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Polish PM candidates debate on live TV

PR dla Zagranicy
Roberto Galea 19.10.2015 21:35
The candidates for the post of Prime Minister for the two major parties – Civic Platform's Ewa Kopacz and PiS's Beata Szydło – met for a debate on live TV on Monday. Radio Poland gives you a rundown of what was said.
The debate on Monday was between Beata Szydło (L, PiS) and Ewa Kopacz (R, PO). Photo: PAP/Jacek TurczykThe debate on Monday was between Beata Szydło (L, PiS) and Ewa Kopacz (R, PO). Photo: PAP/Jacek Turczyk

Szydło: The last PiS government had the highest growth in economy since the fall of communism.

Kopacz: Our [Civic Platform's] plan is to see a growth in economy […] We will work on giving young people a chance for a better life. I can promise young people that you will earn as much as your peers in the West. Those who left Poland when our opponents ruled the country, are returning because they are seeing a future in the country.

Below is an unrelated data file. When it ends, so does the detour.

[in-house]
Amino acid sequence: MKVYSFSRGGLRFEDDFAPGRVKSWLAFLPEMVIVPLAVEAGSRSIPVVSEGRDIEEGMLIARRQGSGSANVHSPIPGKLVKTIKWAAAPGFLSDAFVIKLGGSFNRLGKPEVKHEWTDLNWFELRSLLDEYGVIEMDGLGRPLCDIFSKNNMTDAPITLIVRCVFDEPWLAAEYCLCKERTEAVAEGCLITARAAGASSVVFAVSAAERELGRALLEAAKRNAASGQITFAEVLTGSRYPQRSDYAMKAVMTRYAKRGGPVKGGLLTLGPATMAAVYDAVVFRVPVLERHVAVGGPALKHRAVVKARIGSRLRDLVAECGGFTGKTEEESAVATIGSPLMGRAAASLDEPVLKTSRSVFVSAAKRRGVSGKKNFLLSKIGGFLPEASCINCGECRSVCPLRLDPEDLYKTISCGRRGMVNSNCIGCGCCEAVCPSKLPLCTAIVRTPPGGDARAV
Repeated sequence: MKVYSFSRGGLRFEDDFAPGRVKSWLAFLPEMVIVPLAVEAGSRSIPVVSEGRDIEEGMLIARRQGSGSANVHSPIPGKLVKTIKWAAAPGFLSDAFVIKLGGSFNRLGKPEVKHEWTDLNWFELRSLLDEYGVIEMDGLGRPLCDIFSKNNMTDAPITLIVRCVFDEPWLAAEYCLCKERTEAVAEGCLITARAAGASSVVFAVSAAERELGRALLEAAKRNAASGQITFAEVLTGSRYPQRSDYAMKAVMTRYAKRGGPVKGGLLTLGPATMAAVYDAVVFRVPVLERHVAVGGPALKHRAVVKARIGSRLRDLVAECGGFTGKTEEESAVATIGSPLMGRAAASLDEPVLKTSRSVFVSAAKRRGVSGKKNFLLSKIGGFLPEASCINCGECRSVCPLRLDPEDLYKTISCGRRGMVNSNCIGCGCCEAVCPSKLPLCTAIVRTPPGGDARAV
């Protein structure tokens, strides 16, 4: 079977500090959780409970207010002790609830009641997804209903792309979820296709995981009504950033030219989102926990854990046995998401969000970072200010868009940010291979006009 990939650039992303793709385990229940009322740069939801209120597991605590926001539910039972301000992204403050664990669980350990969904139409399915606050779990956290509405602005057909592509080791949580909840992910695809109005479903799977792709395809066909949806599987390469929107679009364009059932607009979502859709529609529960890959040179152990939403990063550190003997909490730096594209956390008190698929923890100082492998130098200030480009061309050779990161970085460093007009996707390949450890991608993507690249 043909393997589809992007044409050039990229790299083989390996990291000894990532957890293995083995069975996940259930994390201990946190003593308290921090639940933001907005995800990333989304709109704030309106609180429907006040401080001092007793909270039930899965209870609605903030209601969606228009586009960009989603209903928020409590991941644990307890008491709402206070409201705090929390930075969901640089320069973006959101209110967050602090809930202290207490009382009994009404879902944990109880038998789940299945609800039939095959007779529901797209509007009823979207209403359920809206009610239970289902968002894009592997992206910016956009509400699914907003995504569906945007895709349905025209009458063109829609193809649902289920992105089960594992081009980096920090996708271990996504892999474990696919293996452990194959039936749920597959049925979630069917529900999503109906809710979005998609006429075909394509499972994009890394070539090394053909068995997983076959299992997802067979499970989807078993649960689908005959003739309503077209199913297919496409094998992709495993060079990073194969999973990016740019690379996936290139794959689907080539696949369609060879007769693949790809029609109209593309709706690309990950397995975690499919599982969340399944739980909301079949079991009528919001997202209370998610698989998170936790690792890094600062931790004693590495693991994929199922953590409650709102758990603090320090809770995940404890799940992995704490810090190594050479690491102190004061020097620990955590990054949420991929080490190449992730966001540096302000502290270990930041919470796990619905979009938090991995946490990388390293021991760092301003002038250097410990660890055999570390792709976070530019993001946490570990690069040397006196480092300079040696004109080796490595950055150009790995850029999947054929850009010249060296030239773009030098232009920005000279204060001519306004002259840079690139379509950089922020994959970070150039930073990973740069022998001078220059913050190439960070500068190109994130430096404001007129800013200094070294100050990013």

Szydło: Millions of Poles have left the country. We have prepared a programme for young families to attract them back to the country, including a plan to give families PLN 500 for each child.

We don't take money out from everyone, there's enough to finance all ideas if it's well spent and managed.

Kopacz: It is not responsible to think that money is easy to find in the budget for electoral promises. You [Beata Szydło – ed.] should know better. Among the worst hit will be Polish farmers, because your EU funds will dry up.

Mutual questions:

Kopacz: Why are you embarrassed of describing the constitution on your website, I saw a 404 warning.

Szydło: I thought that we would be discussing economic issues.